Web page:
One of the things I like about theatre is its power to show us where we started and how far we’ve come as a society. A compelling story, simply told, reminds us that we should both appreciate the progress we’ve made, yet still be mindful of the challenges ahead.

This is especially true of Next Fall, written by Geoffrey Nauffts a scant eight years ago. While much progress has been made granting same-sex partners the same rights and freedoms as heterosexual married couples, given today’s divisiveness it’s a good idea to remind ourselves to remain vigilant against a return to the repressions of the past.

Salem’s semi-professional playhouse, Enlightened Theatrics, will present Next Fall as its first non-musical production, starting Oct. 27 and running through Nov. 12 at Salem’s historic Grand Theatre on High Street in downtown Salem.

Next Fall opens in a hospital, where Adam (Paul Bright), in a series of flashbacks tells the story of his five-year relationship with his partner, Luke (Nate Ayers), who’s in a coma after a serious accident. With a balance of humor and honesty, Adam tells how they met, how he’s pleasantly surprised that a man 15 years younger finds him interesting, and how their love not only survives but thrives despite their differences. And it’s not just the age difference: Luke is a devout Christian, while Adam is an atheist. And as Luke discovers, “family only” means something very different in 2009 than it does today.

Luke’s bestie, Brandon (Michael Wardrop), and Adam’s friend, Holly (Claire Rigsby), help drive the story of their relationship from a chance meeting to the post-accident hospital room.

Also at the hospital are Luke’s parents, Butch (Steve Geraghty) and Arlene (Diane Kondrat) who, despite being divorced, still depend on one another in important ways. Incidentally, the hospital is where Butch and Arlene finally discover that their son is gay and has been in a five-year committed relationship with an atheist. It seems Luke never got around to coming out to his Christian parents.

Vincenzo Meduri (center) directs a rehearsal of Last Fall, as assistant stage manager Matthew Willem (left) and stage manager Matthew Whitesell (right) look on.

Before you judge too soon, however, you should know that Nauffts pens characters and their beliefs as neither right nor wrong and deftly balances witty humor with provocative drama. His is not a black-and-white world, but rather one painted in shades of gray. Just like real life outside of politics. After an exciting Off-Broadway run, David Furnish and Elton John produced the Broadway version of Next Fall, which was nominated for a Best Play Tony and a Drama Desk Outstanding Play award.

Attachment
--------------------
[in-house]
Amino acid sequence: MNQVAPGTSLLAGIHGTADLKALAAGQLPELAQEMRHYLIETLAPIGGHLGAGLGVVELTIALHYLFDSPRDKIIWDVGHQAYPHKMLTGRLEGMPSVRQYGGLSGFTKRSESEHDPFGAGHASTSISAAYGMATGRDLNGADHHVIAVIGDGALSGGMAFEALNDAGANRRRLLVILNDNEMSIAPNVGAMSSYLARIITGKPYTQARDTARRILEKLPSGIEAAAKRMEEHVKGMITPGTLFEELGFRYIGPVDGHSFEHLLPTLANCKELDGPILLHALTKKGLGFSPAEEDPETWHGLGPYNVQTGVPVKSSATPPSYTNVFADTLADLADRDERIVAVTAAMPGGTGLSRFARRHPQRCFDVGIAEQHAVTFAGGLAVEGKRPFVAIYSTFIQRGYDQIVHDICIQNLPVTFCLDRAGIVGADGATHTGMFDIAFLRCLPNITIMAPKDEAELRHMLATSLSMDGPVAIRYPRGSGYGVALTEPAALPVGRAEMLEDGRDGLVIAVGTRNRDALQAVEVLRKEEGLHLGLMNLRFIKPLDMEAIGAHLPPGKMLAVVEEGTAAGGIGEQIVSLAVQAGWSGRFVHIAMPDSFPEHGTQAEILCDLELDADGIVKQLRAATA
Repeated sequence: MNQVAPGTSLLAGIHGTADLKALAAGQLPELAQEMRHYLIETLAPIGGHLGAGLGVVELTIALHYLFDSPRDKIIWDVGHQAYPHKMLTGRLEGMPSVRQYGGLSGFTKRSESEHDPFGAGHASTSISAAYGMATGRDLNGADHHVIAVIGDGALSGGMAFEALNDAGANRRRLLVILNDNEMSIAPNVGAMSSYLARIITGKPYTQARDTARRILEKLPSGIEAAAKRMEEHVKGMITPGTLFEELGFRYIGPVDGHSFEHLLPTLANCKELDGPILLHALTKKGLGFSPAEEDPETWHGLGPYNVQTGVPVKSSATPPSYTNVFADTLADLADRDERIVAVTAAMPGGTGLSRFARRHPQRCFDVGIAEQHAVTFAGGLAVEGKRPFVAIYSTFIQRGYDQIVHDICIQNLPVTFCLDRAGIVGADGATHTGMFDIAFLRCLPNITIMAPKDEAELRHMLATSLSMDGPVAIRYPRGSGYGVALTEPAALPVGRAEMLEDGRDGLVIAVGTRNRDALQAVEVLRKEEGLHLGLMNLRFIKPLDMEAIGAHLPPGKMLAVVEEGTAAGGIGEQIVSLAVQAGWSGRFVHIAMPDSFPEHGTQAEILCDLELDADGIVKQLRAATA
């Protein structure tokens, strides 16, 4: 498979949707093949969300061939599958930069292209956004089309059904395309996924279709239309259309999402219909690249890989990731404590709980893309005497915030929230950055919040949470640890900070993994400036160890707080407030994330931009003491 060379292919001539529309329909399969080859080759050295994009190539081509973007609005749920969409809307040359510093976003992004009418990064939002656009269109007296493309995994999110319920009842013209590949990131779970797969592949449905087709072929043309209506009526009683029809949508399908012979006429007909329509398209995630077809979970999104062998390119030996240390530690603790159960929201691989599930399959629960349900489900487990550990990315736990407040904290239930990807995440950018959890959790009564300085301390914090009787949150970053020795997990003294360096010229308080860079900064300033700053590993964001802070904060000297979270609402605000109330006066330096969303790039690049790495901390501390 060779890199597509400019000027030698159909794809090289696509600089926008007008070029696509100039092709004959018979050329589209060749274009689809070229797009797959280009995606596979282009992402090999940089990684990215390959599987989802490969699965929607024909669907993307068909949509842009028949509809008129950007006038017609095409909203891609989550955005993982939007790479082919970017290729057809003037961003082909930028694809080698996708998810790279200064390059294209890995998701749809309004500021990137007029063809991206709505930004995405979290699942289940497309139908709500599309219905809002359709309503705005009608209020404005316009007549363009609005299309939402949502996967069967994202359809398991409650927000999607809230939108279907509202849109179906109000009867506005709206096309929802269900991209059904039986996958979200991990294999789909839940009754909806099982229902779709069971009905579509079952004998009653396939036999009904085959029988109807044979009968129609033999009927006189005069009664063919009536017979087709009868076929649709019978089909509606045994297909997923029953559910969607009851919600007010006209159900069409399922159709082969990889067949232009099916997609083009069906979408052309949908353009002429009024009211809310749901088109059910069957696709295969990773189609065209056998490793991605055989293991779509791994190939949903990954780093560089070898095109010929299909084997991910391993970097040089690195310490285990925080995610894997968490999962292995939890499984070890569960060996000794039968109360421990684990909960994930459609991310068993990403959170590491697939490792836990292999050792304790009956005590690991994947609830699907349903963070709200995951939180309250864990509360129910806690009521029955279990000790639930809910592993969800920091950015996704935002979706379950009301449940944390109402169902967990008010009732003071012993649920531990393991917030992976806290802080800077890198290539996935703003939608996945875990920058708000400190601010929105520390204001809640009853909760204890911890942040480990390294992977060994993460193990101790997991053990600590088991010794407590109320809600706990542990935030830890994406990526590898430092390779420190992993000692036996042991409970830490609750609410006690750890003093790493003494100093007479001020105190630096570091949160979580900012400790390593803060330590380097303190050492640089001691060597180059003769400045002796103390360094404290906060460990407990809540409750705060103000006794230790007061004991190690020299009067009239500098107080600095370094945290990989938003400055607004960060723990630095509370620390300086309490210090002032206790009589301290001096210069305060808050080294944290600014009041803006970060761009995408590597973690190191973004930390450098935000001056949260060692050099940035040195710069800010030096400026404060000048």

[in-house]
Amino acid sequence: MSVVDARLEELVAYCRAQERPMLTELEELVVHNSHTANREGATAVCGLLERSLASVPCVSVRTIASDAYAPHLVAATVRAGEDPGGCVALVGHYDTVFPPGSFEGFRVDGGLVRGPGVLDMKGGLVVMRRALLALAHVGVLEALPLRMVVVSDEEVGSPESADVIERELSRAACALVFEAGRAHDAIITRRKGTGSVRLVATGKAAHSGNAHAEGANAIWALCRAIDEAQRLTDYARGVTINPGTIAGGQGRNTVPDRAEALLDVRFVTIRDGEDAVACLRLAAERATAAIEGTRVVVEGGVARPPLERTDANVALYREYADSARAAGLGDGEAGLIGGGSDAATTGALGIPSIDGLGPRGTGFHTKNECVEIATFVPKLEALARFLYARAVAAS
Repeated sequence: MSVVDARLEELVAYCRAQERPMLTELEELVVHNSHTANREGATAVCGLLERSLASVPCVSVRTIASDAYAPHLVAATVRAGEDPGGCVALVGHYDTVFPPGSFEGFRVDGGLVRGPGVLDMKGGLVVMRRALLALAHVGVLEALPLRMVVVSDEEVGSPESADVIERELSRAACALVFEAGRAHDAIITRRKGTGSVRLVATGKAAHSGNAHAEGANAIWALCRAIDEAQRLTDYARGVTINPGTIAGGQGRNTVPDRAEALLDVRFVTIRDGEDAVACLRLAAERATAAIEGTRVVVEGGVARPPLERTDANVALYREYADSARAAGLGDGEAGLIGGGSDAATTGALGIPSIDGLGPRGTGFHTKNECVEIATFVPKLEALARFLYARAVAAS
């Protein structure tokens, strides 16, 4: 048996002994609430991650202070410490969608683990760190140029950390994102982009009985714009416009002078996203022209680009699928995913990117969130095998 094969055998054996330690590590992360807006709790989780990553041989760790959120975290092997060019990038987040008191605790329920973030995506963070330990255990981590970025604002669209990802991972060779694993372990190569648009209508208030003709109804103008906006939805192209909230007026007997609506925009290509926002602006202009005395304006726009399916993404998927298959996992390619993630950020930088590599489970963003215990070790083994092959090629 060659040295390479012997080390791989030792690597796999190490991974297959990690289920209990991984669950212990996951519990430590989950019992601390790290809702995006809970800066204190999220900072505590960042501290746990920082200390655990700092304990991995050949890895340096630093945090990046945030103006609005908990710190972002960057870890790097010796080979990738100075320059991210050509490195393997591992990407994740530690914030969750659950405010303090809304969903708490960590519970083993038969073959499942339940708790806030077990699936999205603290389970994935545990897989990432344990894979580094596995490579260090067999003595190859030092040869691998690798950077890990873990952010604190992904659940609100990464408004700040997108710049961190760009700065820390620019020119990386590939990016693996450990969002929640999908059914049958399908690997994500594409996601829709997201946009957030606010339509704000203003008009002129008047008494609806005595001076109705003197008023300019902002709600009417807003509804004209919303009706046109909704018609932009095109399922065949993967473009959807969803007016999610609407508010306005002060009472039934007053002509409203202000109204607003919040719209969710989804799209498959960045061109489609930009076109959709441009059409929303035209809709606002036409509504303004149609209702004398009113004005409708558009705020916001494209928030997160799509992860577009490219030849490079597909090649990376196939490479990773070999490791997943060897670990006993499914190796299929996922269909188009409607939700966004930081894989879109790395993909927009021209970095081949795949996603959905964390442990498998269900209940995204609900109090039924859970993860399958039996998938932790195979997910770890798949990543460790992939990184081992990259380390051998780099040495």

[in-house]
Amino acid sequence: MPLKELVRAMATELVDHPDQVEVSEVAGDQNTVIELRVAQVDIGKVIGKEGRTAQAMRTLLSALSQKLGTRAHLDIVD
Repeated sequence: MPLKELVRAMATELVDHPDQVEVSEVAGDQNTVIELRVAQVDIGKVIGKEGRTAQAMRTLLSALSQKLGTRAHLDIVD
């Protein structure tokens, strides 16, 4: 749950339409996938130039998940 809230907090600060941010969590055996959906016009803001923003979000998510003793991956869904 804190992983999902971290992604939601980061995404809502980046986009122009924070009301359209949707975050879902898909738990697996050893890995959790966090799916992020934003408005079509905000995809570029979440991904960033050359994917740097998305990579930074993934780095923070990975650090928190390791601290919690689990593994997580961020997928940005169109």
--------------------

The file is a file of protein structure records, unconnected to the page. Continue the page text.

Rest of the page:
“Next Fall shows the humanity of us all,” said director Vincenzo Meduri. “We all may have differences, but in the end, we all need one another’s love and support to survive life’s challenges.”

Meduri is also the Executive Artistic Director of Enlightened Theatrics. He was drawn to the script when the playwright’s husband used scenes from Next Fall as classroom material for an annual Broadway Dreams Foundation Master Class at the theatre.

As the audience eavesdrops on the conversations the six characters have in Next Fall, they’ll be able to face issues that may be outside of your experience or challenge your beliefs—but that doesn’t make anyone right or wrong, Meduri says.

Paul Bright, who plays Adam, agrees. “A lot of modern shows are message-heavy, and you’re supposed to walk away with one message,” he added. “This show actually leaves it open by simply presenting different perspectives—really for the sake of the conversation—and you really don’t get that kind of resolution.” That should make for interesting post-show conversations among playgoers.

Next Fall is a bold choice for Enlightened Theatrics’ first non-musical play, and sure to be noticed for its daring and sensitivity to the changes facing modern families. Salem was recently ranked the most LGBTQ-friendly city in Oregon, but while that’s a great accomplishment, as Meduri and his cast know there are still challenges ahead despite progress made.


Oct. 27-Nov. 12. Wednesday-Saturday at 7:30 p.m. and Sunday matinees at 2:30 p.m.
Salem’s Historic Grand Theatre, 191 High St. NE, Salem, OR 97301

Reserved seating: $20-$30. Discounts: Youth under 18 get $5 off with ID. Group rates for parties of 10 or more. For more information, call 503-585-3427 Ext. 1

Box Office: Open 11 a.m. – 5 p.m. Wednesday – Friday at Enlightened Theatrics, 191 High Street, Suite 300. Tickets are also available two hours before shows at the Grand Theatre street-level box office, or call 503-585-3427 x1 or online at